Illicit K10.6m payment further evidence Forest Authority is a rogue body

Today’s PNGi Court Report exposes K10.6 million in illegal payments which the PNG Forest Authority attempted to make to Asaule Development Corporation Limited. The National Court has concluded that these were payments which the state was in no way obliged to make, and they were unlawful.

This is just the latest example in a pattern of behaviour from the Forest Authority, which indicates it is a rogue organisation operating largely outside the law with no accountability.

Established in 1991, as part of sweeping changes under a new Forestry Act, the PNG Forest Authority was supposed to usher in a new era of clean forest management. The widespread corruption, mismanagement and unsustainable logging that the Barnett Commission of Inquiry had revealed two-years earlier would be replaced by a unified National Forest Plan, more domestic processing and local ownership, and a new type of logging agreement, the Forest Management Area.

Fast forward thirty-years and we find the Forest Authority has completely failed to fulfil its objectives. The forest industry is still dominated by foreign companies, the amount of timber being harvested from our forests has more than doubled yet 95% is exported as raw logs, most of the harvesting is still through the old Timber Rights Purchase Agreements and Local Forest Areas, there is no comprehensive National Forest Plan, and corruption, unsustainable logging and human rights abuses are still rife.

This chart, from the log export monitoring firm SGS, shows in 2019, 65% of log exports came from old TRP and LFA areas, and just 12% from the FMAs that were supposed to replace those concession types after 1991.

As further evidence of its failure, there are numerous examples of legal cases in which logging companies have been ordered by the courts to pay damages to landowners for illegal logging, trespass and environmental damage, all of which was done under the nose of the Forest Authority. It also played a central role in the SABL land grab scandal, illegally dishing out Forest Clearance Authorities to logging companies to clear-fell large-areas of forest for bogus agriculture projects while.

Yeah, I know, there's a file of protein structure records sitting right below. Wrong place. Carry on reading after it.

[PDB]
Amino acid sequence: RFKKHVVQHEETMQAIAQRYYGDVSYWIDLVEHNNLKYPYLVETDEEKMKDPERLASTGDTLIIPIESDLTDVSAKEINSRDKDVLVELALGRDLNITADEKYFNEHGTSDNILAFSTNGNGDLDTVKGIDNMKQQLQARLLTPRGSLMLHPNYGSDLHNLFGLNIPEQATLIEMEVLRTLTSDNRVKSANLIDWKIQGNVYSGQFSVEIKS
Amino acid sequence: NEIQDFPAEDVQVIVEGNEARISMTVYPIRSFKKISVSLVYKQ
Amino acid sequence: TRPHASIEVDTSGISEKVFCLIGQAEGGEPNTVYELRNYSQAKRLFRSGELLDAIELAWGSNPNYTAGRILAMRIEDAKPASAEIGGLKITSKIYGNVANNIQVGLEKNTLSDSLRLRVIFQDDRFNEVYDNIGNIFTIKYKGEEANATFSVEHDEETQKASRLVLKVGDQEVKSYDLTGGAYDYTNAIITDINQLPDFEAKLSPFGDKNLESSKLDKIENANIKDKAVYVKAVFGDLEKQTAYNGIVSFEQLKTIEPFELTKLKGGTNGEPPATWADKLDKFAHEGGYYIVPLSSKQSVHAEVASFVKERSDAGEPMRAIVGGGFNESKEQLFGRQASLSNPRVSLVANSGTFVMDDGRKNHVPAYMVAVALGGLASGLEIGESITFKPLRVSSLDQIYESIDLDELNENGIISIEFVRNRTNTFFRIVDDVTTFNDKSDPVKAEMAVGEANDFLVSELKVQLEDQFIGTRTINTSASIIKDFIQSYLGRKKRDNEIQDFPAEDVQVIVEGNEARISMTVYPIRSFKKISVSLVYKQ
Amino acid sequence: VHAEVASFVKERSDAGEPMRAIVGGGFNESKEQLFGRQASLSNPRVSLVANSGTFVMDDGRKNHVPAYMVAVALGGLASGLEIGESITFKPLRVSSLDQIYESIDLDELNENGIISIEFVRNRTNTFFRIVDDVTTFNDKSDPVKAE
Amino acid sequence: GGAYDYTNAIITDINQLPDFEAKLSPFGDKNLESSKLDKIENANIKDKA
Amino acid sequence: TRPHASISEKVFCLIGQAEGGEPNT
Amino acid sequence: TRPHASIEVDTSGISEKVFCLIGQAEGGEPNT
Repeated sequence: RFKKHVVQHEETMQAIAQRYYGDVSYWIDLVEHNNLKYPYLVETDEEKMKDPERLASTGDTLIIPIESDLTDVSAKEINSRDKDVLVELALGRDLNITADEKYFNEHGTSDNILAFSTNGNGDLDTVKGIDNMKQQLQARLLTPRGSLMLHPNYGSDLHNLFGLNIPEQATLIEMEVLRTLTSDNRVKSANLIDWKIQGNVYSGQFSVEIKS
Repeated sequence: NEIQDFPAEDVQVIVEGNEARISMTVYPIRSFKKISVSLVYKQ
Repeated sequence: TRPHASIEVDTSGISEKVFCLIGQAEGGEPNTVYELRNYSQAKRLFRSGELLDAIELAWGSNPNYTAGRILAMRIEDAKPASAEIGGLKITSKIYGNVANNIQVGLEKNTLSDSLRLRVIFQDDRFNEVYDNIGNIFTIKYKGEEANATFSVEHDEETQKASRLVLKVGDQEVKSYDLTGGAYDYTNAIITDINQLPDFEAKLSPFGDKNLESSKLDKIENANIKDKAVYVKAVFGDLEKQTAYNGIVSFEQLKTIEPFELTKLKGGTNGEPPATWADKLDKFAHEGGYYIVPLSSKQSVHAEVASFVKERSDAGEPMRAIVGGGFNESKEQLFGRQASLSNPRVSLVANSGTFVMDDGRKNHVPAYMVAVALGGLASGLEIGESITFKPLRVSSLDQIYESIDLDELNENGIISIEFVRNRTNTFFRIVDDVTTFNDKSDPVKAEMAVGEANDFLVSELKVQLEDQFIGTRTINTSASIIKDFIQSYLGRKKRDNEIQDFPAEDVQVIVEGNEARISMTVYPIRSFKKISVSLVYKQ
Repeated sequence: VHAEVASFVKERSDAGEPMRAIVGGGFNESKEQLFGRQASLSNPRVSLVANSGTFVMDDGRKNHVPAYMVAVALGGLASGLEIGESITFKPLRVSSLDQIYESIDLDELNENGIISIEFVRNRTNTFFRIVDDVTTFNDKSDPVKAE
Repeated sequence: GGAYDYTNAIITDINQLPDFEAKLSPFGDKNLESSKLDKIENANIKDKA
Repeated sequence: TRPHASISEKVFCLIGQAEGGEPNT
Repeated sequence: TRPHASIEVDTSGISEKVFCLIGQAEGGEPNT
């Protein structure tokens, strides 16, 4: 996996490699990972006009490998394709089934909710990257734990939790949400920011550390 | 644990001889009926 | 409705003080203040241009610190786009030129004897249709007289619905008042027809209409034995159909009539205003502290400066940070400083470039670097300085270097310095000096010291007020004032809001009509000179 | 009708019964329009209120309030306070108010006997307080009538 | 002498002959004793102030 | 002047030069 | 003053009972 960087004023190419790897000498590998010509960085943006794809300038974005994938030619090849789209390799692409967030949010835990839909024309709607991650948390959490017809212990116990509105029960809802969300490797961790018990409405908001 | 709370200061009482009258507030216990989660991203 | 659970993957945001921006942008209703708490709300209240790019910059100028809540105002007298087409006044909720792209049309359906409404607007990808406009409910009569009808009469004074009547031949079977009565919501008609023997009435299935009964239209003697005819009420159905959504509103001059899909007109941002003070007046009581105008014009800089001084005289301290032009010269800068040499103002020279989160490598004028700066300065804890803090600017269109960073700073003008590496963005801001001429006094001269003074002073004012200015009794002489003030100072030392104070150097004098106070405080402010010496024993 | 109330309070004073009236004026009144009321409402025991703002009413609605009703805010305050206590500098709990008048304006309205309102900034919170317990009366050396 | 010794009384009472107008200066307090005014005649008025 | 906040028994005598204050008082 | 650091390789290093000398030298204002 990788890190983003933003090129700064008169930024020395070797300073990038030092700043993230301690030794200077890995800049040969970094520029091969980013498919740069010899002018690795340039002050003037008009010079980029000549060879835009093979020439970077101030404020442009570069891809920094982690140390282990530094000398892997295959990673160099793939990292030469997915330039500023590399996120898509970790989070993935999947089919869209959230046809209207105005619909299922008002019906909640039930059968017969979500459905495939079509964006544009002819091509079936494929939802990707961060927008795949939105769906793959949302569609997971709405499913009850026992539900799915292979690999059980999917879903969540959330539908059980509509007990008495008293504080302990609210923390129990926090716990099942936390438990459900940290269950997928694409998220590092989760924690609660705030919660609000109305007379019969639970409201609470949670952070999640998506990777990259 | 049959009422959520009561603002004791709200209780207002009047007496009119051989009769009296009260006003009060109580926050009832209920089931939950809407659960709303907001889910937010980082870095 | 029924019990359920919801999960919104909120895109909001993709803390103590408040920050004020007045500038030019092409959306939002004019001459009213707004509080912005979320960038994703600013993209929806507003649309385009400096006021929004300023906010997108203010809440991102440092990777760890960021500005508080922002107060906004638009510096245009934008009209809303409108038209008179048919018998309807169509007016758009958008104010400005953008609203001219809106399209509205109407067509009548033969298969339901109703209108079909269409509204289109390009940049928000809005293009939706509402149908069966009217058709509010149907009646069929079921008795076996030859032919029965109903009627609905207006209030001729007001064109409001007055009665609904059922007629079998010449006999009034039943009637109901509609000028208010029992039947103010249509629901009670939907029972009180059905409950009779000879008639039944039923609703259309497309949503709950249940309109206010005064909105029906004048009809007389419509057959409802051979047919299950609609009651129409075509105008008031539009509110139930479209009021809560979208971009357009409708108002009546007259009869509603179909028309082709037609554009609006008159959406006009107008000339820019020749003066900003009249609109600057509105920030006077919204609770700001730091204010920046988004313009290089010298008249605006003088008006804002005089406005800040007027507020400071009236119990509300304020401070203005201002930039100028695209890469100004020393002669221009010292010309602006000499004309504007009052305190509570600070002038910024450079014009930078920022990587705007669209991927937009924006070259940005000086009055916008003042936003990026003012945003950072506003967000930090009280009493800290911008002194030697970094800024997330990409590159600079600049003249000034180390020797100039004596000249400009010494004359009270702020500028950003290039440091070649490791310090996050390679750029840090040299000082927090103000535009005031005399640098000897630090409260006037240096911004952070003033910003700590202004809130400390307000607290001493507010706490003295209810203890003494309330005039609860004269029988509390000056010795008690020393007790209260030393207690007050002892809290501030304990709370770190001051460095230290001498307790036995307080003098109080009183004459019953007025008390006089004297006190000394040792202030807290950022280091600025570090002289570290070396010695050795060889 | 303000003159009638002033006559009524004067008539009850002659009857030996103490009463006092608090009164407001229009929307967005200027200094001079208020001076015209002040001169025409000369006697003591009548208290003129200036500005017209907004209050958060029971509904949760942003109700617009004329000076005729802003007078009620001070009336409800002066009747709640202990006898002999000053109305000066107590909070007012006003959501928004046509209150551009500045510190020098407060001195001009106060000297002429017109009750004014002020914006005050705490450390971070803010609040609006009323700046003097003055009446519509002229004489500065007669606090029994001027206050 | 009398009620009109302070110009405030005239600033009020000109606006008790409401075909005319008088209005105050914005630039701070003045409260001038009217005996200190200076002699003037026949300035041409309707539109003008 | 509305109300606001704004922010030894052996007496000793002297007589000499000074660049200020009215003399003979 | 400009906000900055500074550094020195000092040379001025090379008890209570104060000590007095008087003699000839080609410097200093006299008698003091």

It is against this backdrop that we now turn our attention to the Asaule Development Corporation Limited.

An Illegal K10 Million Payment

In 2001, a foreign logging company, Lien Sang Limited of Malaysia, shut down its operations in the Apalik Agriculture Reserve in West New Britain and fled the country.

Despite the company’s breach of its logging agreement, the Forest Authority kindly, and according to the National court, unlawfully, returned its performance bond of approx. K196,000. But that was just the beginning of the PNGFA’s largess.

In 2011, the Asaule Business Group Inc., made a claim against the PNGFA for K10 million in damages for the stoppage of the Apalik logging operation. This group was first registered in 2008 and claims to represent the Asaule clan.

Without assessing whether the State was legally liable to pay any damages and without giving heed to the fact that any claim against it was already time-barred, the PNGFA agreed to pay the damages.

Consequently, two payments were made from the Log Export Development Levy (LEDL) trust account, which the PNGFA administered. The first payment was of K502,000 and the second, made in 2012, was for K3 million.

The payments though were not made to the Asaule Business Group Inc. They were made to the Asaule Development Corporation Limited, a company set up and owned by a Henry Maisam.

The National court has now ruled both payments were completely unlawful. There are a number of reasons why.

Firstly, neither the claimant or the recipient of the funds had any legally enforceable right to claim damages from the PNGFA. Secondly, payments from the LEDL are only supposed to be made to local or provincial governments. They should be made to fund agriculture or infrastructure development projects in logging areas. Also, the levy was only introduced in 2007, long after logging had stopped in the Apalik Reserve. Thirdly the monies were paid out to a privately owned company and not the clan group that had claimed the damages.

In December 2015, Henry Maisam passed away and ownership of the Asuale Development Corporation Limited devolved to his son, Steven Maisam.

In 2016, the State Solicitor was alerted to the PNGFA damage payments, as a result of the dispute between the Business Group and the Development Corporation over who was entitled to the money. The State Solicitor advised the PNGFA that the two payments had been made unlawfully. Despite this advice, in September 2017, the PNGFA issued a third cheque. This time for K7.1 million, again payable to the Asaule Development Corporation.